Missing Link log 29 May 1999
A busy day this, raiding Pwllheli’s useful little town to restock lockers and the marina’s busy fuel berth to top-off Missing Link‘s tanks in between meeting some of the local berth-holders.
The marina development, plus a Hamble-like run of fore-and-aft moorings, several trailer storage facilities and an attendant park of modern boat dealerships and marine businesses, is quite a sight to behold. The one-time slate port shows little sign of its former employment. Now leisure is king.
We had heard rumours that the facilities were particularly well run, and so it was proven. One of our crew was slightly worried over reports that fresh flowers are even placed in the mens’ toilets, but although foliage was found to be absent, what we did discover were some of the best showers you will find anywhere. Bravo!
A long-awaited marina expansion is variously on the cards, or not, depending on who you speak to. And there is certainly the space available. Much depends on whether the local council, capped to the tune of a cool ¬£10m by the British government, can find the funds. Given a waiting list of no less than 140, one draws the inevitable conclusion that there are huge spin-offs for the local economy if they can do so.
That said there is some resistance to the invasion of a predominantly English clientale by a segment of the indigenous population. Only this last week Wales celebrated the opening of a new national assembly in Cardiff. Although the country is as old as the mountains that form its bedrock, there is a certain understandable feeling afoot of new birth and the need to exert a fresh identity. Our welcome has been nothing less than first class, but we have heard some intriguing tales that suggest there are those that would like to keep the tourist pound, but not the sticky mitt that brings it.
Not that such thoughts were going to prevent us heading for the hills. Taking advantage of the car again we first headed around to Abersoch, original home of leisure boating in the area and still humming with activity as evidenced by the tractor tyre marks tellingly leading from the sandy beach to Abersoch Land & Sea’s large trailer compound. Then we struck off to check out the Llewyn Peninsula’s southern shores.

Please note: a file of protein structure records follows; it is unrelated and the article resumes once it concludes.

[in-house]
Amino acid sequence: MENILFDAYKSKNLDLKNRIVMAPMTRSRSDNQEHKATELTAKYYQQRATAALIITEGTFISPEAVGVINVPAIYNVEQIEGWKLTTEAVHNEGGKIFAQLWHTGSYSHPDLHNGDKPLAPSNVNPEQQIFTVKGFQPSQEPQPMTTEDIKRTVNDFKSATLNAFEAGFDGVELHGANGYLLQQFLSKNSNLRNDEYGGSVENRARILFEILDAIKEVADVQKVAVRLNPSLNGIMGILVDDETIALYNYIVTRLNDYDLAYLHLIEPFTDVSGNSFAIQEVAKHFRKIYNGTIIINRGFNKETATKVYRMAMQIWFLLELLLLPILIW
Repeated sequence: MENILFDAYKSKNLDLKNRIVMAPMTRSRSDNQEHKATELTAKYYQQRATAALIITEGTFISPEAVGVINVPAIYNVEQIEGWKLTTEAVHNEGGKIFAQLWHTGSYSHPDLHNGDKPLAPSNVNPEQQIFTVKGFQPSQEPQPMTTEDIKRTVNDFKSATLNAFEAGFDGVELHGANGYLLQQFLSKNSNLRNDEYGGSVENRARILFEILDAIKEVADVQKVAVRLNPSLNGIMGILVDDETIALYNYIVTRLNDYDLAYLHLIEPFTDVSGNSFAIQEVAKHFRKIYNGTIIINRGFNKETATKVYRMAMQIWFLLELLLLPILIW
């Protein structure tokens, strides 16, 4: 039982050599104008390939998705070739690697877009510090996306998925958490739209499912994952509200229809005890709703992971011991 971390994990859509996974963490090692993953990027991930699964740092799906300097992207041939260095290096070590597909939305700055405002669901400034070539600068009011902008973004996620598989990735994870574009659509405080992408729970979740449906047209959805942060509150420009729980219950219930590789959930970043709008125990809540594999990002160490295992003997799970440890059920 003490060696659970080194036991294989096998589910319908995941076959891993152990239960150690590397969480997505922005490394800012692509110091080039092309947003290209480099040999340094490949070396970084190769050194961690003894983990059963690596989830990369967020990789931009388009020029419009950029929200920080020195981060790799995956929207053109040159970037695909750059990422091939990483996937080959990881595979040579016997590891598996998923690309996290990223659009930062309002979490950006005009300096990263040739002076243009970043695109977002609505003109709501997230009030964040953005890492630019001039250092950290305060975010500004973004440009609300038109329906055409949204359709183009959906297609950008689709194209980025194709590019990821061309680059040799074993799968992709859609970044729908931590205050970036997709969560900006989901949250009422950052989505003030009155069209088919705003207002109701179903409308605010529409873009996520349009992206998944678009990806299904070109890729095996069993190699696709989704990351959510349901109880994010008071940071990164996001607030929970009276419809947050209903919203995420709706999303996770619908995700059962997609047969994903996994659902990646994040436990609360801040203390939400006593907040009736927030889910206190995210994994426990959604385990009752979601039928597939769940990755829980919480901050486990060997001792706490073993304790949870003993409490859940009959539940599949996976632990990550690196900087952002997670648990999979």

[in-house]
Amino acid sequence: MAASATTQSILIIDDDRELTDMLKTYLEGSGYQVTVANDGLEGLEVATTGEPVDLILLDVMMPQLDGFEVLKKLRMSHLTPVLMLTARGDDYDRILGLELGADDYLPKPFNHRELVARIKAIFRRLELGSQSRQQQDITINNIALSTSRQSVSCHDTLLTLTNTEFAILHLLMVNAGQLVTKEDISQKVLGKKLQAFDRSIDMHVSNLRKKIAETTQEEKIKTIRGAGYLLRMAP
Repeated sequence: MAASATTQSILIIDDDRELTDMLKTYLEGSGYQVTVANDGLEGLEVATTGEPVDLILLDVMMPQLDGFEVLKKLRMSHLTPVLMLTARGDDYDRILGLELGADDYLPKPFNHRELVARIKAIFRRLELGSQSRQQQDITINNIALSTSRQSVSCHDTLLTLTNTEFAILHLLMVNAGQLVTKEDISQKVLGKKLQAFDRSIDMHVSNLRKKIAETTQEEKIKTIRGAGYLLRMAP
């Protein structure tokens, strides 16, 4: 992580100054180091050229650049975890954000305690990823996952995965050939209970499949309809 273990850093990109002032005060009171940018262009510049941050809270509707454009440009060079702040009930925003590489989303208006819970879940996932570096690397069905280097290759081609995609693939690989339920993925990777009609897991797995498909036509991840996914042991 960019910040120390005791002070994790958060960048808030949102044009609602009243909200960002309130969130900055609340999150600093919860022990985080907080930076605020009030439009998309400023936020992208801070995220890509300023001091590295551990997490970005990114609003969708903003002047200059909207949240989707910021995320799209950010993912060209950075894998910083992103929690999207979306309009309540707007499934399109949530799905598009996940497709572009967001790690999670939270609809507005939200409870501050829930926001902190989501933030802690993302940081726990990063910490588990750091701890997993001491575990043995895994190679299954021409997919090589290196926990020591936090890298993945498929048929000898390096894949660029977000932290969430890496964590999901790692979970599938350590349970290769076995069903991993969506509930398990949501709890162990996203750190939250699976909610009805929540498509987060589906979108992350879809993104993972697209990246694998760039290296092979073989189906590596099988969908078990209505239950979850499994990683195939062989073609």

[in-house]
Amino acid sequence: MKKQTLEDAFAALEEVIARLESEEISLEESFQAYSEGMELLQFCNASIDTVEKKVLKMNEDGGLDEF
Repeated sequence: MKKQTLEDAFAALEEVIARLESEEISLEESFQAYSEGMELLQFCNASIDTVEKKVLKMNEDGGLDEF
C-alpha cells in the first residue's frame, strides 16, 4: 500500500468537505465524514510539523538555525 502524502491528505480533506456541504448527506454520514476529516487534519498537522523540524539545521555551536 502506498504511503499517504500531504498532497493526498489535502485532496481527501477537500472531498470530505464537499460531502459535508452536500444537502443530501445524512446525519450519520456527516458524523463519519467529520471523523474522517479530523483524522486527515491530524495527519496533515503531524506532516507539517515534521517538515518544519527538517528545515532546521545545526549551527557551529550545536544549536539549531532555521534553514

Working our way around single-track lanes to Porth Neigwl (Hell’s Mouth), we found instead placid waters given the stiff NE wind blowing offshore. But one look at the map and you could easily understand why the place might have been so named by sailors of yore when set into the trap by a SW gale.
Two bays further over we popped over a hill to suddenly be presented with the secluded hamlet of Aberdaron set in a bowl-like valley between headlands, its pair of hotels beckoning but not succeeding in stopping us.
We already had the distant signs of a glorious sunset and the tall peak of Mynyyd Mawr as a target. Ascending to the heady heights of the former coastguard lookout we were all stunned by the view. To the south the tadpole shape of the off-lying Bardsey Island and the infamous sound between it and the mainland; to the west a golden orb sinking towards Caernarfon Bay’s horizon. Burnished by the damp, strong nor-easterly, I was simultaneously smitten by the beauty of the place and in awe of its rawness. Tomorrow we would be aiming for the turbulent stretch of water several hundred feet below us.
This article originally appeared on the Motor Boats Monthly website.